Darwin, Charles Robert (1809 – 1882) English Naturalist
Charles Robert Darwin (1809 – 1882)
Darwin, an English biologist known for his theory of evolution , was born at Shrewsbury, England, on February 12, 1809. He was born on the same day and the same year as Abraham Lincoln, a coincidence that may alert American readers to Darwin's era. He studied, traveled, and published his famous On the Origin of Species (1859) just prior to the American Civil War.
Darwin's father was an affluent physician and his mother the daughter of the potter Josiah Wedgwood. Charles married Emma Wedgwood, his first cousin, in 1839. Due to his family's wealth, Darwin was made singularly free to pursue his interest in science.
Darwin entered Edinburgh to study medicine, but, as he described in his autobiography, lectures were "intolerably dull," human anatomy "disgusted" him, and he experienced "nausea" in seeing surgery. He subsequently entered Christ's College, Cambridge, to prepare for Holy Orders in the Church of England. While at Cambridge, Darwin became intensely interested in geology and botany, and because of his knowledge in these sciences he was asked to join the voyage of the HMS Beagle. Darwin's experiences during the circumnavigational trek of the Beagle were of seminal importance in his later views on evolution.
Darwin's On the Origin of Species is a monumental catalog of evidence that evolution occurs, together with the description of a mechanism that explains such evolution. This "abstract" of his notions on evolution was hurried to publication because of a letter Darwin received from Alfred Russell Wallace expressing similar views. Darwin's evidence for evolution was drawn from comparative anatomy, embryology, distribution of species , and the fossil record. He believed that species were not immutable but evolved into other species. But how? His theory of evolution by natural selection is based on the premise that species have a great reproductive capacity. The production of individuals in excess of the number that can survive creates a struggle for survival. Variation between individuals within a species was well documented. The struggle for survival, coupled with variation, led Darwin to postulate that those individuals with favorable variations would have an enhanced survival potential and hence would leave more progeny and this process would lead to new species. This notion is sometimes referred to as "survival of the fittest." While the theory of evolution by natural selection was revolutionary for its day, essentially all biologists in the late twentieth century accept Darwinian evolution as fact.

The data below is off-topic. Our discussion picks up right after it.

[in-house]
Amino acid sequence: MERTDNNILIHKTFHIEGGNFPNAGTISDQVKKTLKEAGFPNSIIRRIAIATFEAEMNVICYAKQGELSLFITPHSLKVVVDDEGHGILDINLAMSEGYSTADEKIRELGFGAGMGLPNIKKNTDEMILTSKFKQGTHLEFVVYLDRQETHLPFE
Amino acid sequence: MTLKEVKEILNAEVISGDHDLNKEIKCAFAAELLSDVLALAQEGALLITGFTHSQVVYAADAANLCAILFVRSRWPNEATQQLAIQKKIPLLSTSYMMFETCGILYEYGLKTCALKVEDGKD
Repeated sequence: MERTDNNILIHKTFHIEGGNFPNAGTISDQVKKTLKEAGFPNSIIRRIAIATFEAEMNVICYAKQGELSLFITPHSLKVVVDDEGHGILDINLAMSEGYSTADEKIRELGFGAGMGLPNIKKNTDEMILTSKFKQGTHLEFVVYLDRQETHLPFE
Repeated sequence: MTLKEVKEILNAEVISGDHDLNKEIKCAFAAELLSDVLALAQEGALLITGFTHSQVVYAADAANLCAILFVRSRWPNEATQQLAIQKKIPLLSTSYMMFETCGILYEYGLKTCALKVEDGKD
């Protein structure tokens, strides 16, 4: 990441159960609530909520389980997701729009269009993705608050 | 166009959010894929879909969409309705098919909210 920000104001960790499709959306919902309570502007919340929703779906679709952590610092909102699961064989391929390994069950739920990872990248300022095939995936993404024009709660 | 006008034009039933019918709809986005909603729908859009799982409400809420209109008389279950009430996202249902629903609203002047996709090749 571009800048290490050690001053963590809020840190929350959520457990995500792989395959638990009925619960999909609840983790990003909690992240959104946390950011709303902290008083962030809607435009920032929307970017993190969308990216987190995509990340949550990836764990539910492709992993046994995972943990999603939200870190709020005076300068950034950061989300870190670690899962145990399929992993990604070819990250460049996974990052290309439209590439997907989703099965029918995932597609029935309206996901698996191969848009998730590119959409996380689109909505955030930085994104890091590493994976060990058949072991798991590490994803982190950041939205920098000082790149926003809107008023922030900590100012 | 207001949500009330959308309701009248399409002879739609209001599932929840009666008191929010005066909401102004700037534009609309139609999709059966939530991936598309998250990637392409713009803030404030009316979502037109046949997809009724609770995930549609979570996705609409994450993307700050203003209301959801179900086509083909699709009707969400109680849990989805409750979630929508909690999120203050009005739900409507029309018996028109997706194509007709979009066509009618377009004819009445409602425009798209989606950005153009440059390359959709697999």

The first edition of the Origin had a printing of 1,250 copies. It sold out the first day. Darwin was an extraordinarily productive author for someone who considered himself to be a slow writer. Among his other books are Structure and Distribution of Coral Reef (1842), Geological Observations on Volcanic Islands (1844), On the Various Contrivances by which British and Foreign Orchids are Fertilized by Insects (1862), Insectivorous Plants (1875), and On the Formation of Vegetable Mould through the Action of Worms (1881). The last book, of interest to ecologists and gardeners, was published only six months prior to Darwin's death.
[Robert G. McKinnell ]
Barlow, N. The Autobiography of Charles Darwin, 1809–1882. With original omissions restored. Edited with appendix and notes by his granddaughter. New York: Norton, 1958.
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